“Easter Silence”

Three things:

Mark is the first to record the life, death, and resurrection of Jesus. Other gospels will follow.

Mark’s account is brief, to the point of leaving his readers breathless and wishing for more.

Mark rushes forward, peppering his story with the word, “immediately” and moving forward.

The disciples examine the fresh wounds on Jesus's body after the resurrection

​Mark 16:1-8

April 4, 2021

Dr. Todd R. Wright


Three things:


Mark is the first to record the life, death, and resurrection of Jesus. Other gospels will follow.


Mark’s account is brief, to the point of leaving his readers breathless and wishing for more.


Mark rushes forward, peppering his story with the word, “immediately” and moving forward.


So we should not be surprised with the way he ends his gospel with silence, but we are.

Mark just stops. It is so awkward that someone has added other endings.

No wonder there are other gospels! No wonder the Easter lectionary offers John too!

Only Mark says the witnesses were so afraid they said nothing to anyone.

How can that be? Someone must have talked. Or else how did Mark hear the story?

Only Mark tells of resurrection but records no appearance by Jesus.

Oh a promise is made: you will see him in Galilee. But how can it be Easter without him?

 

When there is so little content and it is so different from what we expect, we do well to re-examine the evidence. I think Mark would want us to. So here are three clues to his intent:


First, the figure in white says, “tell his disciples and Peter” … as if Peter was not a disciple any longer; as if all those miles by Jesus’ side didn’t count; as if his denial of Jesus had cost him his place … in their eyes and in his own.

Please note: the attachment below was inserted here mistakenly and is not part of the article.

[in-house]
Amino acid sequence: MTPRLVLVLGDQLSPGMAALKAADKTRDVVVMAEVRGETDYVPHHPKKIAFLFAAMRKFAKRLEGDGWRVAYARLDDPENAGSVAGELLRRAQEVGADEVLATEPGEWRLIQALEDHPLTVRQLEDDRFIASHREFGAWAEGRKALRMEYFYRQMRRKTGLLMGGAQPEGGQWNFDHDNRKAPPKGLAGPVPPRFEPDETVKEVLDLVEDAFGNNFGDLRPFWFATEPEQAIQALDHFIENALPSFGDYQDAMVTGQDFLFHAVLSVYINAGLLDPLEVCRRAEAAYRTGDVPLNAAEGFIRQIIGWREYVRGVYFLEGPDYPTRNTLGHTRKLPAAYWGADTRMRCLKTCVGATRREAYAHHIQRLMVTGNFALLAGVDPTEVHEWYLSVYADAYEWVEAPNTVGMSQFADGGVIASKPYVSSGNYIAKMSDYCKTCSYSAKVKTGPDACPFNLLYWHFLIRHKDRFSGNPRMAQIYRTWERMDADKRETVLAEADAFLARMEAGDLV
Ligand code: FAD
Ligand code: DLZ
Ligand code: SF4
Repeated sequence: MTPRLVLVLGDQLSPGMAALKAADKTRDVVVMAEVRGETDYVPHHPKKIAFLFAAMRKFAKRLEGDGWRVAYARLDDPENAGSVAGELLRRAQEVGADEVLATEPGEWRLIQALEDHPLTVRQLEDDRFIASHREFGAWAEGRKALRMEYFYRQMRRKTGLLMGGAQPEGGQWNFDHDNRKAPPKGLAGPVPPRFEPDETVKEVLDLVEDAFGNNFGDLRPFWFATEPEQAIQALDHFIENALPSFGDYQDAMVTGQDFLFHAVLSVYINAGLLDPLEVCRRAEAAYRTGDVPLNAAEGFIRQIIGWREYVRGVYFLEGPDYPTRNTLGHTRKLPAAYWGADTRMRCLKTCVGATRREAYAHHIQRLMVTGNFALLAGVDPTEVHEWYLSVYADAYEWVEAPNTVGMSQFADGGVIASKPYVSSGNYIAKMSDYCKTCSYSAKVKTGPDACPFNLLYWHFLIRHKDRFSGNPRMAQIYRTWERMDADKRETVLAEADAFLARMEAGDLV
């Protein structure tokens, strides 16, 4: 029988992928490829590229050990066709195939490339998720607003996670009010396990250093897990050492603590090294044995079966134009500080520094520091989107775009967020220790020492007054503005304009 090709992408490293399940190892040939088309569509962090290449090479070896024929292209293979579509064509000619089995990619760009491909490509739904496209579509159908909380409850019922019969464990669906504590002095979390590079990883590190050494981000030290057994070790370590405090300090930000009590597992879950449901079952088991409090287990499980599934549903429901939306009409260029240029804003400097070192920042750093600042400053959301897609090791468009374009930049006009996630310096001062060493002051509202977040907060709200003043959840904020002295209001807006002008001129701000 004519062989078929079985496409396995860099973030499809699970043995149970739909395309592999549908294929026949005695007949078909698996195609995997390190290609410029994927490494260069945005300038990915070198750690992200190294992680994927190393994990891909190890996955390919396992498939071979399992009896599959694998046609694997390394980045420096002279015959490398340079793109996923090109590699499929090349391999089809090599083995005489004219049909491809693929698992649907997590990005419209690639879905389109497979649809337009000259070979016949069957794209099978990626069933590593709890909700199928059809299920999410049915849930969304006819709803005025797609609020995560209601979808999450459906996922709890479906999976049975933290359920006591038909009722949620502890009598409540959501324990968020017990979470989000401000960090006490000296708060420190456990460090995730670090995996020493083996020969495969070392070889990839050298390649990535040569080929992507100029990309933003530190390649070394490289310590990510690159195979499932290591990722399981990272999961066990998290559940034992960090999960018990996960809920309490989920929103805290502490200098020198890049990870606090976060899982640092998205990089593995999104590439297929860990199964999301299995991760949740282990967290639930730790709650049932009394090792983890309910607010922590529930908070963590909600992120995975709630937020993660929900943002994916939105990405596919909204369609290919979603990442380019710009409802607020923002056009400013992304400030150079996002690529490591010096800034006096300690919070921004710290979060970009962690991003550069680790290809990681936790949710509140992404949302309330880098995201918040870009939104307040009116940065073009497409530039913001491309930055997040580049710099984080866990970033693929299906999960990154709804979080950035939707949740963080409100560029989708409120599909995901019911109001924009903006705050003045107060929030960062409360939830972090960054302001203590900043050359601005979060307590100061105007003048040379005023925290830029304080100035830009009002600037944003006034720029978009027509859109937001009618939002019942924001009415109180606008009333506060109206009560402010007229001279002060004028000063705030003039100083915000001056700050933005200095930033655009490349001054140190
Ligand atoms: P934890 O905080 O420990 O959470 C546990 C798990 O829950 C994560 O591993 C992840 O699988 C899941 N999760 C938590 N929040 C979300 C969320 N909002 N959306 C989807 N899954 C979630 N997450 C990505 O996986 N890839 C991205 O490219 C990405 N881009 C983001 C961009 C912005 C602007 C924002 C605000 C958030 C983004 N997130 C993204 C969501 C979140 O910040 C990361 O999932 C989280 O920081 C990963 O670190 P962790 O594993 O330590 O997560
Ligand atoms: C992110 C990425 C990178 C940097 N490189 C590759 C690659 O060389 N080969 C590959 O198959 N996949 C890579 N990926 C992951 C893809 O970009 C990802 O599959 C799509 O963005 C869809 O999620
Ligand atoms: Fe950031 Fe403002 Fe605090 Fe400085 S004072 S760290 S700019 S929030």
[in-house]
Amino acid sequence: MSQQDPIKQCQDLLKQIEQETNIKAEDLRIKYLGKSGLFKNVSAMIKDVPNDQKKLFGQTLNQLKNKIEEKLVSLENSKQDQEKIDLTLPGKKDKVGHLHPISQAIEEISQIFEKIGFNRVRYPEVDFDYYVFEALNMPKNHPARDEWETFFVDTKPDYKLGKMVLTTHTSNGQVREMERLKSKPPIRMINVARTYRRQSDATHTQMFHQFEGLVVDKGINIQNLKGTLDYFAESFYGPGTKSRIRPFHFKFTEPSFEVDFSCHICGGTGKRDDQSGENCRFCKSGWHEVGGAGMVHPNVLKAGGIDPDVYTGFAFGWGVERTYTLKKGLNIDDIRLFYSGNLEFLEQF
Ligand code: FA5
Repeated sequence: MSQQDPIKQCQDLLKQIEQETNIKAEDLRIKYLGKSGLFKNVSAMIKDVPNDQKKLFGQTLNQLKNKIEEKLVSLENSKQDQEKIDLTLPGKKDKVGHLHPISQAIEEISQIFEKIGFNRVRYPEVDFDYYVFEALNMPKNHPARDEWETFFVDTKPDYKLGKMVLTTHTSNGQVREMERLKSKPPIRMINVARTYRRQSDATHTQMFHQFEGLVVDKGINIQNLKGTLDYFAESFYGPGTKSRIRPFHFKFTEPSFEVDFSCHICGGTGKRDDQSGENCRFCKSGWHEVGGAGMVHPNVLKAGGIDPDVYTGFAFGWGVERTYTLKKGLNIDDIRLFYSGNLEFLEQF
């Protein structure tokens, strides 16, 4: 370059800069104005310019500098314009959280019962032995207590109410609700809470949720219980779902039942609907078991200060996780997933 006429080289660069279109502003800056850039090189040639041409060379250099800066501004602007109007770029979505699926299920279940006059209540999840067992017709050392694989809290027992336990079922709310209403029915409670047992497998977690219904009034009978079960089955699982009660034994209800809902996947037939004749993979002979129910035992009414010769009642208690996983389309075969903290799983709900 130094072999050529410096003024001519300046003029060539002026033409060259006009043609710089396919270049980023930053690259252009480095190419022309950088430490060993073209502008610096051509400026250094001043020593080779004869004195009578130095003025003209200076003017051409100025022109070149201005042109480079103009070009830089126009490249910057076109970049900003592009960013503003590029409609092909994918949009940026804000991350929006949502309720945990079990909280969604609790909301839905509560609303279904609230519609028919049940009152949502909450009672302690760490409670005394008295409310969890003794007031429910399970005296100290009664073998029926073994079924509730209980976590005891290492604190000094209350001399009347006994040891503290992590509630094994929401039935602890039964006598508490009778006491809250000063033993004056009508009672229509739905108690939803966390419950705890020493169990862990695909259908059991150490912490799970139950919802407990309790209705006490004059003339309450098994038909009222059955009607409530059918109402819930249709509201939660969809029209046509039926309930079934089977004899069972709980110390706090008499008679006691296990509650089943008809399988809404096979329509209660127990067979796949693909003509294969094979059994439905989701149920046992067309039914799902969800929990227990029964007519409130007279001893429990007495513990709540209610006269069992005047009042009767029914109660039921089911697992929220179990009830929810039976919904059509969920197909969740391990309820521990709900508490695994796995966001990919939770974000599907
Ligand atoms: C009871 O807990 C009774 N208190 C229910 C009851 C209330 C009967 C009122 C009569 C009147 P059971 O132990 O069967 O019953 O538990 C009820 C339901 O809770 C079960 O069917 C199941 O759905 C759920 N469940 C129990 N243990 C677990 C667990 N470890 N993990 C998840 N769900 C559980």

I think Mark is telling his community that Peter especially needs to hear this good news; that no sin places you outside the circle of God’s grace; that the Lord has a soft spot for the most broken.


It is just two words, but it is so like Mark to make a point like a jab to the ribs.


Maybe you need to hear this word of grace too.


Second, the witness beside the empty tomb says “Jesus is not here; you will see him in Galilee” … as if they had just missed him; as if he had left a forwarding address at the Post Office; as if all they needed was to go back to where they first met him to meet him again.


I think Mark is telling his community that Jesus – God in the flesh – is found in ordinary places, in everyday life, wherever the gospel calls and confronts; wherever it is taught and lived out, wherever it heals and comforts; wherever it gives hope and life!


Mark spent most of his gospel jumping from one such story to the next.


Maybe you need to be reminded that the risen Christ is active here in our neighborhood.


Third, the women who first learn of the resurrection say “nothing to anyone” … as if fear has paralyzed them; as if they couldn’t even imagine what language they would use to describe this new reality; as if this good news is too good to be true.


I think Mark is telling his community that witnessing is hard: especially when your fears take on a life of their own; and you don’t expect people will listen to you; and you are not prepared.


Ordinarily Mark rushes forward, one thing following immediately after another. But maybe this is one instance where the story unfolds slowly. Maybe it takes time for the women to work up their courage; to find their voice; to find people who will listen to them. Maybe Mark was one of those people. So maybe he appreciates how hard it was for them.


Maybe you are like them – with good news to share. And maybe, like them, you are afraid, for all the usual reasons. Maybe you’re still finding your voice. Or someone who needs to hear.


Maybe this is the Easter that you break the silence. May it be so!

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